Monday, August 1, 2011

The 1766 St. Paul's Chapel -- Broadway and Fulton Street

The Broadway entrance was intended to be the rear of the church.
Ten years before the Declaration of Independence was signed, the last stone was placed in St. Paul’s Chapel at Broadway and Fulton Street. The dignified house of worship was erected on land granted by Queen Anne as a Chapel-of-Ease for worshipers who lived north of Trinity Church.

While today the five city blocks that separate St. Paul’s from Trinity may seem like an easy walk; in 1766 the site was well removed from the established city below Wall Street and had been a field of wheat prior to ground breaking.

Designed by Thomas McBean, the church was situated with its rear wall towards Broadway so that the front had a pleasing view of the river. McBean, who was a student of the renowned London architect James Gibbs, constructed the chapel from small, rough-faced field stones quarried on the site. Andrew Gautier was the master craftsman in charge of the construction. Window and door openings and corners were then trimmed in dressed brownstone that gave a sophistication to the otherwise rural feel of the structure.
St. Paul's prior to the addition of the elegant 1828 wrought iron fencing in a still semi-rural setting -- NYPL Collection

Inside were the clean, elegant lines associated with Georgian architecture. The painted woodwork of fluted columns and paneled arches that would be found in an upscale home of the period was used here. Fourteen Waterford cut glass chandeliers hung from the ceiling.

Georgian woodwork and Waterford chandeliers grace the interiors -- photo by official-ly cool

As picturesque as the view might have been, parishioners complained about the inconvenience of the entrance. Three years later demands were met when a carriage portico was added to the Broadway side. The roof line was extended to the property line where four graceful fluted stone columns upheld the deep pediment. A primitive wooden carving of St. Paul was inserted in a niche in the pediment and a balustrade graced the roof line above the cornice.
Broadway bustles in front of the carriage portico where a primitive wooden statue of St. Paul stands in a niche -- NYPL Collection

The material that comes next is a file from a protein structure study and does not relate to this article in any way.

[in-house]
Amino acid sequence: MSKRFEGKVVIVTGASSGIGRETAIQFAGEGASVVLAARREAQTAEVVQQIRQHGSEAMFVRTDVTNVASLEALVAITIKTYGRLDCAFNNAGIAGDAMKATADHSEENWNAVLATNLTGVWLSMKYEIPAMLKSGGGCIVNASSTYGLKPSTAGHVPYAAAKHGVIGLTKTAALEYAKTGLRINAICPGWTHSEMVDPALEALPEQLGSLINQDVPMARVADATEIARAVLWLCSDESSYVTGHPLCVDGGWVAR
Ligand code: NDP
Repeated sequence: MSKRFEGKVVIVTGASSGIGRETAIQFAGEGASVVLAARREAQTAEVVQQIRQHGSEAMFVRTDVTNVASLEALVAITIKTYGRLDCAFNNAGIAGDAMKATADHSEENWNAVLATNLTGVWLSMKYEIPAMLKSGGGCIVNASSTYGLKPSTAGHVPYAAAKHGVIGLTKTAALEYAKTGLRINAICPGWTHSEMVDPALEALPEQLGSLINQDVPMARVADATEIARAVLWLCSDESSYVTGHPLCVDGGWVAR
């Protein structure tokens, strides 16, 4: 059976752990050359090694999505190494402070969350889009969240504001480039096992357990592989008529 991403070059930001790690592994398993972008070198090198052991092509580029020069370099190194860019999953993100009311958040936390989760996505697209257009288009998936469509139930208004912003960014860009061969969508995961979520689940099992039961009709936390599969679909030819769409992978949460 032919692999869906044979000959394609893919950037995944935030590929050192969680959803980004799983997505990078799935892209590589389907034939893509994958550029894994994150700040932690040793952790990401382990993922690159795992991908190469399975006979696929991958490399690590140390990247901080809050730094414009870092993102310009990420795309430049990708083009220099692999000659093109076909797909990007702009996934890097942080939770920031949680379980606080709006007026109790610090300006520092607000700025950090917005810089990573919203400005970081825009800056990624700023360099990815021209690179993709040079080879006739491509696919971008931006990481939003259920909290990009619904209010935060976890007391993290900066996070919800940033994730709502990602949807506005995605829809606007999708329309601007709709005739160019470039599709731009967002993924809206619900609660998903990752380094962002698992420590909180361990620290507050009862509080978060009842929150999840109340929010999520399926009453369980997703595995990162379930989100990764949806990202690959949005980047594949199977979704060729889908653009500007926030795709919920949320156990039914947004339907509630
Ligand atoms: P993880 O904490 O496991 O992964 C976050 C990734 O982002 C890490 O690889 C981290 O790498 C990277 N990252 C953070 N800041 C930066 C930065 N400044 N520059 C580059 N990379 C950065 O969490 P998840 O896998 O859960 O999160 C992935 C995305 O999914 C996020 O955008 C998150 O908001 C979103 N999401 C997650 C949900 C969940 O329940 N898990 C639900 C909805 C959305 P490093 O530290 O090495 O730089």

By the time the British Army landed on Manhattan in September 1776 many New York residents had already fled. On the evening of September 21 a fire broke out in the Fighting Cocks Tavern, according to an eyewitness, near Whitehall Slip. The fire spread quickly, engulfing the closely-built structures. The conflagration raged through the night, destroying up to 25 percent of the buildings, including the 1698 Trinity Church.

St. Paul’s Chapel escaped the flames.

As the American Revolution drew to an end, the ruins of Trinity Church still stood on Broadway at the head of Wall Street. On his Inauguration Day on April 30, 1789, George Washington attended services at St. Paul’s and continued to worship there for the next two years while New York served as the nation’s capital.

In the 1850s, well-dressed Victorians visit Washington's pew beneath the north balcony -- NYPL Collection
Above his pew hangs an oil painting -- the first depiction of the Great Seal of the United States.

Ivy covers most of the facade by 1897 -- NYPL Collection
Atop Thomas McBean’s square stone tower architect James Crommelin Lawrence added an impressive spire in 1794 which he modeled after James Gibbs’ Church of St. Martin-in-the-Fields in London. It was a fitting conclusion to the design of Gibb’s student. Later, in 1840, the spire would be sheathed in copper.

The chapel was not only a place of worship but a place of remembrance and in 1787 the first monument to a Revolutionary War hero was erected in honor of Richard Montgomery, sculpted by Jean-Jacques Caffieri.  Pierre L’Enfant’s “Glory,” a neo-Baroque sculpture was installed and, outside, the ample graveyard received the burials of New York’s most elevated citizens.

Over a century later as a bronze tablet commemorating the centennial of Washington’s inauguration services was dedicated, the rector, Dr. Mulchahey, commented on St. Paul’s use as a place of memorials. Comparing it to Westminster Abbey in that regard, he said “I would not object to see these walls entirely covered with memorials of persons and incidents conspicuous in the history of the church and the State.”